Monday, March 28, 2011

“Meet Me in the Bottom”

Monday morning has come around again—hope it’s going easy on everybody!  If not, maybe some Monday Morning Blues will help!

Before writing a bit of background about today’s song, “Meet Me in the Bottom,” I’ll point at that, starting next week , the Monday Morning Blues series will be transformed to the Any Woman’s Blues series, & this will continue for the foreseeable future.  There are a few reasons for this.  First, as long-time readers know, the Monday Morning Blues series started as a way for me to work on recording old blues numbers, first on webcam & then later as mp3s. 

This month that changed, because I wrapped up a big (for me) recording project in February, & I slotted myself into the Homegrown Radio series as a way of making some of that material available to readers.  However, my focus over the next several months will be on performing, not recording, so I don’t see myself posting my own recordings here for awhile.  Given that, I decided that two blues vlogs per week was too much for Robert Frost’s Banjo, & since my interest is currently weighted toward the Any Woman’s Blues series, I decided to keep this series, but on the regular “blues day.”

“Meet Me in the Bottom” is a song by the great Howlin’ Wolf, AKA Chester Burnett.  There are a handful of performers who were absolutely crucial in developing my interest in the blues, & Howlin’ Wolf was definitely one of those.  The power & dynamism of Howlin’ Wolf’s vocals define a lot of what the blues means to me, & I don’t think it’s any coincidence that I followed the blues trail back to his own roots when I later became enthralled by the music of Charlie Patton & Son House, both of whom Howlin’ Wolf knew as a young man on the Dockery Plantation in Mississippi.  Howlin’ Wolf, along with several other notables, “electrified” the Delta sound when he moved north & became part of the post World War II Chicago Blues scene.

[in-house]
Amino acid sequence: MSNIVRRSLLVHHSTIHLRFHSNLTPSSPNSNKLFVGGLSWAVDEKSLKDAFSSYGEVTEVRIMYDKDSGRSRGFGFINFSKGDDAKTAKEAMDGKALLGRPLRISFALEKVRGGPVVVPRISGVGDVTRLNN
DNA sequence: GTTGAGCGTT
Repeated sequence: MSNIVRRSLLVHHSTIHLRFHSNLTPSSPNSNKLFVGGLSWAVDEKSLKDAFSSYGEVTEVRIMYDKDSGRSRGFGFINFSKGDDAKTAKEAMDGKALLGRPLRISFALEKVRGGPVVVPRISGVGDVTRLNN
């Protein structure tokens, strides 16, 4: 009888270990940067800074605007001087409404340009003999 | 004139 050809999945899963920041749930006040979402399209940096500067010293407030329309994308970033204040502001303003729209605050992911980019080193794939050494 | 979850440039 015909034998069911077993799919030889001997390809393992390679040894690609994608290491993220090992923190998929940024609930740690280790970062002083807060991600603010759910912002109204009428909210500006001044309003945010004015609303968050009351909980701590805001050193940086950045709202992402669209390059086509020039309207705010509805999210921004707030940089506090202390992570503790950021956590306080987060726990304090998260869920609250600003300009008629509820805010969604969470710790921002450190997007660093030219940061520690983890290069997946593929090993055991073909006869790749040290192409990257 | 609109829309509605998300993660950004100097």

& indeed, the song I’m featuring today is a Howlin’ Wolf composition that’s essentially an updated version of the Delta standard “Rollin’ & Tumblin’,” also known as “Roll & Tumble Blues.”  The song was recorded first by Hambone Willie Newbern as “Roll & Tumble Blues,” but the very similar Muddy Waters’ song, “Rollin’ & Tumblin’,” is copyrighted in Waters’ name (McKinley Morganfield).  Not only has “Rollin’ & Tumblin’” been covered by countless blues artists, both major & unknown, but the song, which has an odd variant on a standard blues progression by starting on the IV chord, has also been re-done as follows (a partial list!):

  • “Travelin’ Riverside Blues” & “If I Had Possession Over Judgement Day” (Robert Johnson)
  •  “Brownsville Blues” (Sleepy John Estes)
  • “Goin’ Back to Memphis” (Sunnyland Slim)
  • “Down the Gravel Road” (Mississippi Fred McDowell)
  • “The Engineer Blows the Whistle, the Fireman Rings the Bell” (RL Burnside)
  • “Red Sun” (Johnny Shines)
  • “Meet Me in the Bottom” (Howlin’ Wolf)
  • It’s also related to “Minglewood Blues” by Cannon’s Jug Stompers, tho that’s not a slide song

As blues aficianados will know, this particular video comes from a legendary 1966 Newport Folk Festival, which included a true dream blues line-up of Son House, Skip James, Bukka White & Howlin’ Wolf.  There is a longer (10:25) version of video, which you can watch here—this includes not only a heated exchange between Son House & Howlin’ Wolf as the latter introduces the song, but also some rather amazing clowning with the guitar by the Wolf himself.  This version just features the song itself—vocal & slide guitar by Howlin’ Wolf, backed by the great Hubert Sumlin on guitar, Andrew McMahon (bass), Sam Jones (sax), S.P. Leary (drums).

Hope you enjoy this amazing music!


  1. It's always good to hear from the Howlin' Wolf again. Thanks, John!

  2. Hi Roy: You can never get enough Howlin' Wolf is what I say! Thanks.


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